“Yes. And that’s the only time. Then again, we’ve only had him for a few weeks. I have no idea what else he’s capable of.”

  She raised a disapproving eyebrow at him. “I can still tell when you’re lying to me, Haba.”

  “Yes, I suppose you can. All right then, here’s all of it.” Seregil lowered his voice, though it would have been difficult for anyone to hear them over the wind. “He can raise the dead.”

  “Raise the dead?” This time she was clearly surprised.

  “Yes. Alec wasn’t just hurt in Plenimar. He was killed.” The words came out in a rush now. “We were totally outnumbered by Yhakobin’s men. Alec was struck by two arrows and that’s when Sebrahn sang; it killed every man left standing. I killed Yhakobin myself.” He rubbed at his eyes. “But Alec was dying when I got back to him. That’s why he’s in such bad shape now, and I’m not.” Tears stung his eyes; the memory was too raw. “Sebrahn brought him back from Bilairy’s gate.”

  “But—are you certain he was actually dead?”

  “Yes!” Seregil’s voice was suddenly a little unsteady. “I held him in my arms and watched the blood stop flowing from his wounds. I saw his eyes fix. I know what death looks like, Adzriel. He was dead.”

  “I see.” She was quiet for some time. At last, she laid a hand on his arm. “Then, yes, you must come to Bôkthersa and speak with Tyrus. If Sebrahn is somehow a dragon, then Tyrus will know. Even if he doesn’t, then at least you’ll be safe for a time with us. You can rest and decide what to do next.”

  “Sebrahn may be a danger to the clan, you know.”

  “That is my responsibility. And what about Alec? Don’t you want him safe?”

  “Of course.” He squeezed her hand. “Thank you, eldest sister.”

  “Then that’s settled. But you haven’t said who kidnapped you. Micum and Thero spoke of finding the slavers who took you, but they seemed to think there was more to it.”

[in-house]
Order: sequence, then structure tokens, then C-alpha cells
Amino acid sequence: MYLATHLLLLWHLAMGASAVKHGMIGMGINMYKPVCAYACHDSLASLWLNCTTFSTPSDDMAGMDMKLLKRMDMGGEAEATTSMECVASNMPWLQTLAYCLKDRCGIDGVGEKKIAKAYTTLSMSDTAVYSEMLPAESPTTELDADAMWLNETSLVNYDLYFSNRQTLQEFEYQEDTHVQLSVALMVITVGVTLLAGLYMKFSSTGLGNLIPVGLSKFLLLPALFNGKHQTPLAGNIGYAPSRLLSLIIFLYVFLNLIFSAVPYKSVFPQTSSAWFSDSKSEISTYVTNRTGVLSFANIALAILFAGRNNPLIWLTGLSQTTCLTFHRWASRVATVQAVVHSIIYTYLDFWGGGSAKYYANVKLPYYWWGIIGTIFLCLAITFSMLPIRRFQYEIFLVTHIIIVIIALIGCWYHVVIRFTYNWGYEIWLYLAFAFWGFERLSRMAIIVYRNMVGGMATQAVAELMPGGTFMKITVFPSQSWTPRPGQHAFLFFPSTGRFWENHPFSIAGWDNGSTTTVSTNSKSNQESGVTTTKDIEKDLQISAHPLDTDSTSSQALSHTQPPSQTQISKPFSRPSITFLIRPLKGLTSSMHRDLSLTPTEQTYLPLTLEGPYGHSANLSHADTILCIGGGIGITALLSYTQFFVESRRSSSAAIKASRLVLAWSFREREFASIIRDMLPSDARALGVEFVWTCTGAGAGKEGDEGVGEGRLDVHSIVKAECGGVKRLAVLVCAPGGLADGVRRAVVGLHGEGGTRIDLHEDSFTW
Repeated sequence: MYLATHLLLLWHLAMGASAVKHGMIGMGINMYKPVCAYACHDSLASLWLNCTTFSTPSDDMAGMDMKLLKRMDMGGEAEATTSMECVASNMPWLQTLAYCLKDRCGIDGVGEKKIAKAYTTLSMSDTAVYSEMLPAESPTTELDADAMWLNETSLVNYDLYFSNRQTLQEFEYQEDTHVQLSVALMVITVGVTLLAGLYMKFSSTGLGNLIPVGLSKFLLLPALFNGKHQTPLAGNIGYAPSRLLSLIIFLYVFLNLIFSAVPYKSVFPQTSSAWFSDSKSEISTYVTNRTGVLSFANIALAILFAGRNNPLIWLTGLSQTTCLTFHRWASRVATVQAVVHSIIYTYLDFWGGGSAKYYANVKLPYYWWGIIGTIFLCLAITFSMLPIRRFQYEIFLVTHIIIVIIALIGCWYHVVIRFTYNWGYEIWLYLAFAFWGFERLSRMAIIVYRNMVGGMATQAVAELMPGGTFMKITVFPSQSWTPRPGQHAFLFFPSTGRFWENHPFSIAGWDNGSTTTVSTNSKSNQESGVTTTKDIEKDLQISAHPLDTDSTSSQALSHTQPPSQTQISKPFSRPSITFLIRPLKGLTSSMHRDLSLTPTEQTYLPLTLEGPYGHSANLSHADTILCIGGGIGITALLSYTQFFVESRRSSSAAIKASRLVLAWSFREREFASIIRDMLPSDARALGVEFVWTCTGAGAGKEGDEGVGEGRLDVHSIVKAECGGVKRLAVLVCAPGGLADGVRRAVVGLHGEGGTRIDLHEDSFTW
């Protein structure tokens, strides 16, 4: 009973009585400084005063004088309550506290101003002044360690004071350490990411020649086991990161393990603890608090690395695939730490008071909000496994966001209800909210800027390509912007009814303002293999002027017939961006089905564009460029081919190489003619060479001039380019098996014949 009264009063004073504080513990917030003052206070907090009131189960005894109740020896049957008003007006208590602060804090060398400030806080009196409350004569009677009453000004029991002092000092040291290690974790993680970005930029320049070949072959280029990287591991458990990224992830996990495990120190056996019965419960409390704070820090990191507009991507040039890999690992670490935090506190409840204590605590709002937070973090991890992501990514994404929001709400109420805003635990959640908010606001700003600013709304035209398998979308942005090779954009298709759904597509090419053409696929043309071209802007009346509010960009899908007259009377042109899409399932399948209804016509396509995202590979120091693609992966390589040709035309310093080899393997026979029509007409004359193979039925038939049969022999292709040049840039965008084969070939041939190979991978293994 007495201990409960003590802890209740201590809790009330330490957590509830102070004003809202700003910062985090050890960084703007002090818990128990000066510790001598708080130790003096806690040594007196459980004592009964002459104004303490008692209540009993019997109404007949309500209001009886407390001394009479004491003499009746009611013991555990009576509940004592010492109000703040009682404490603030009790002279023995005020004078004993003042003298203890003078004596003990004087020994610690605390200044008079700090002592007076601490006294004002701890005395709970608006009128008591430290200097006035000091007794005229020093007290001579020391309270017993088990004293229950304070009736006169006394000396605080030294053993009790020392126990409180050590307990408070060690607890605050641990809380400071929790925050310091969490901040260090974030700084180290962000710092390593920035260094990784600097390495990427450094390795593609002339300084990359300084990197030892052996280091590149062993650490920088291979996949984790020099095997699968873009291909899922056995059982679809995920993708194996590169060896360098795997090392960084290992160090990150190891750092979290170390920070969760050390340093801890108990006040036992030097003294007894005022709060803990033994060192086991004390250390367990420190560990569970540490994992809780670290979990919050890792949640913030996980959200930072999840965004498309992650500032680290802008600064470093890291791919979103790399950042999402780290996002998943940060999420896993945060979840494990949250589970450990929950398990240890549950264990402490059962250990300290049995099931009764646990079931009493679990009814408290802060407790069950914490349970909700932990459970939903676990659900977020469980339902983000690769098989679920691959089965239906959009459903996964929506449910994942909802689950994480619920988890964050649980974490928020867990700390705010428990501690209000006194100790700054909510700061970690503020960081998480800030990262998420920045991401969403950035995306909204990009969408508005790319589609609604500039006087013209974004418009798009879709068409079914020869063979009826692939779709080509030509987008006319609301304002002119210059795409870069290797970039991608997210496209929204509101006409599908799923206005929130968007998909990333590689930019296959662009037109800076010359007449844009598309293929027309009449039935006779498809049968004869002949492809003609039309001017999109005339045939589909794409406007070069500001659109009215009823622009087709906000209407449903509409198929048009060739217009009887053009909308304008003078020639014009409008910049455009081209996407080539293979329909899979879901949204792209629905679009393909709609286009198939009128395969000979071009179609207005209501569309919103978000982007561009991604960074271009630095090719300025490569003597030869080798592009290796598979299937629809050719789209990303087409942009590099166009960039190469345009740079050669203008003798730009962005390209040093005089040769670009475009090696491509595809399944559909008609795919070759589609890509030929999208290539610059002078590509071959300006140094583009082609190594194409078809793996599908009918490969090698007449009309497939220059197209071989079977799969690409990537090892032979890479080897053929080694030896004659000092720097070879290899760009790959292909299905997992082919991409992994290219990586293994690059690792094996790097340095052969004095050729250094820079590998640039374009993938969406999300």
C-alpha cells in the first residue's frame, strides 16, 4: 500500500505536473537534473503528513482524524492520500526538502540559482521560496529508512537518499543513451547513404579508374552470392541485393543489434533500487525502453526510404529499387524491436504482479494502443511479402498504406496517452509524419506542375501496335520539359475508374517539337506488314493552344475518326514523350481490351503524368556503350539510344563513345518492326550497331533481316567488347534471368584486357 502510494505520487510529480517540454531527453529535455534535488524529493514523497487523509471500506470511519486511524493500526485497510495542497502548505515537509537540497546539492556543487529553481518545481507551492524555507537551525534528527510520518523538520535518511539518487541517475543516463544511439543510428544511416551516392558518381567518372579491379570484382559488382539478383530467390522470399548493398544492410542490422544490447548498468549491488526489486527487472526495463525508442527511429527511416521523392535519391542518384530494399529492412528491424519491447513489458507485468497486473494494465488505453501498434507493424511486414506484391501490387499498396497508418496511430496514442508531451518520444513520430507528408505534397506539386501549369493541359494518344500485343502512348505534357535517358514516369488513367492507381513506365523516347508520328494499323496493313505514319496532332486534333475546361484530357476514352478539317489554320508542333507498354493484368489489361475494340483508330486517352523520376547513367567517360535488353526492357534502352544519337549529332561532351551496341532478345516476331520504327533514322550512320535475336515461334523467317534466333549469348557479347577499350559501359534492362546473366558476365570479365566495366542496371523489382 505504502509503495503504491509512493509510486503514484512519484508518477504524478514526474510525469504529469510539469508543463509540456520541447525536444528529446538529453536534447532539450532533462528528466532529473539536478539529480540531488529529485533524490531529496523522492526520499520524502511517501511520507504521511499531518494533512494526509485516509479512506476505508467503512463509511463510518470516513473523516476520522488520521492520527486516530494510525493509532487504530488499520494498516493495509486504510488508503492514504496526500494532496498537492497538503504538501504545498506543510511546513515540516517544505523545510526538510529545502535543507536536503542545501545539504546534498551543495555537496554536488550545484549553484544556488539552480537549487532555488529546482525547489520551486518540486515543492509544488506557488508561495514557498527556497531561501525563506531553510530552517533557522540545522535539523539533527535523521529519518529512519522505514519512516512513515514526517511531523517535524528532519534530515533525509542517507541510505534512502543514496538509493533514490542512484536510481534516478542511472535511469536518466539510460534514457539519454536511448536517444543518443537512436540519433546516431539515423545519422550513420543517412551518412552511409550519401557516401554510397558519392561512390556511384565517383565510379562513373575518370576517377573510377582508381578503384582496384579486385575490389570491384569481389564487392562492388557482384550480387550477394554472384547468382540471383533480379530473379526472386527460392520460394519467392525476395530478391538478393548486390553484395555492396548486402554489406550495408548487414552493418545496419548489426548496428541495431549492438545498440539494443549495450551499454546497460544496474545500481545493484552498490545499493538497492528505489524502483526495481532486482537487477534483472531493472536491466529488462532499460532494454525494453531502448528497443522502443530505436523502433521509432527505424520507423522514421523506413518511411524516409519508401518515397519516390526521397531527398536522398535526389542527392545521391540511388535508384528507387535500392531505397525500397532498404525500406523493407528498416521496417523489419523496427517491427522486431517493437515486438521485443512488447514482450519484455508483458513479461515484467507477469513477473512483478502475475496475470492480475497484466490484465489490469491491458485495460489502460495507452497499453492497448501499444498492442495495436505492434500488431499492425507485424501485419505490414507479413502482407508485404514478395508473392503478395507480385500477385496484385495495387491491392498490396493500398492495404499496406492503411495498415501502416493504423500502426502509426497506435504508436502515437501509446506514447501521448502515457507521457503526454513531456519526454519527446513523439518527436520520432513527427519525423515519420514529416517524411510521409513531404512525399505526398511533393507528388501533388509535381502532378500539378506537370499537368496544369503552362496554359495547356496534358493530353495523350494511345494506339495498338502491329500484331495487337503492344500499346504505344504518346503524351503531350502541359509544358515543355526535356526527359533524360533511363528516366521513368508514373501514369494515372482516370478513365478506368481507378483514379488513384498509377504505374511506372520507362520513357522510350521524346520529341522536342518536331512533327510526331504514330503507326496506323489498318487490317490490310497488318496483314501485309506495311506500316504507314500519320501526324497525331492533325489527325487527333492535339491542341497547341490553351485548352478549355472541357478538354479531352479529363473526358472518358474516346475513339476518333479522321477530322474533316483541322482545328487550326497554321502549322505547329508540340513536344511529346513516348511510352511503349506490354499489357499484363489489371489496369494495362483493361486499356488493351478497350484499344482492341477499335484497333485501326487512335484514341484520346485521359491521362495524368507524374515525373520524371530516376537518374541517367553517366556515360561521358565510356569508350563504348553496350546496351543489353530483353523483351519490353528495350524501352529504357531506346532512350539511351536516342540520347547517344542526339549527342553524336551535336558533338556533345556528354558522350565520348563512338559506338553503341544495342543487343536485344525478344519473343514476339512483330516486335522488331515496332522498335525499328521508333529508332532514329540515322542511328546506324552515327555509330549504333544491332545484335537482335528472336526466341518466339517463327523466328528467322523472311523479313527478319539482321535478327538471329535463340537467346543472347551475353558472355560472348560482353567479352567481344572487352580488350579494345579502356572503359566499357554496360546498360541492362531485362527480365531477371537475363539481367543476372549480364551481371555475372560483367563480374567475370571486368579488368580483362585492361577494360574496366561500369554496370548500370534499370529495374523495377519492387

“Indeed. The slavers told them that Ulan í Sathil ransoms slaves from Virésse and Goliníl.”

  Her grey eyes widened in dismay. “You don’t think that Ulan í Sathil had something to do with this?” If true, it was an unforgivable breach of atui—Aurënfaie clan honor—and could spark a bloody feud with Akhendi, in whose fai’thast they’d been ambushed, as well as with Bôkthersa and Gedre, whose people had been killed along with the Skalan escort. “Do you have any proof of this?”

  “No. But the slave
rs who took us were not the ordinary lot. They struck too far inland, and they had a necromancer with them.” He paused, weighing his words. “I wouldn’t have thought of Ulan, except that Yhakobin mentioned to Alec that he traded with him.”

  “It’s no secret that Virésse trades with Plenimar. Who can blame the khirnari for saving his own people any way he can? I’d do the same, in his place.”

  “Yes, but it’s also no secret here that Alec is half Hâzadriëlfaie. Ulan could have told his friend Yhakobin about Alec to buy favor.”

  “That is conjecture, Seregil, not proof.”

  “It just seems like too many coincidences.”

  “I’d like to see Sebrahn again,” Adzriel said, rising and going to the door of the colos.

  Seregil smiled as he followed; she’d spoken more like a khirnari just now than a sister.

  Together they went down to Alec’s room. Sebrahn was on the bed at Alec’s side. Magyana and Thero were with them, too, and there were bakshi stones and coins strewn across the quilt.

  Sebrahn retreated closer to Alec as Adzriel sat on the bed next to him.

  “Give me your hand, Sebrahn,” she said softly. Sebrahn let her clasp it. She continued to look at him intently, and Seregil knew she was seeing whatever it was that the wizards did.

  “I feel no evil in him. Riagil mistakes power for that,” she murmured. “Alec, can you control his singing?”

  “You told her?” Alec asked, surprised and none too pleased, either.

  “I had no choice,” Seregil explained. “We need to go to Bôkthersa, and she deserves to know the whole truth. There’s a man named Tyrus there who might be able to help us; he knows more about dragons and their lore than anyone I’ve ever met. He’s called Dragon Friend.”


  “Because he lives with the young ones, and talks to the old ones.”

  “There are dragons in Bôkthersa?” Alec’s eyes were as wide as Micum’s little daughter’s when Seregil brought her a present.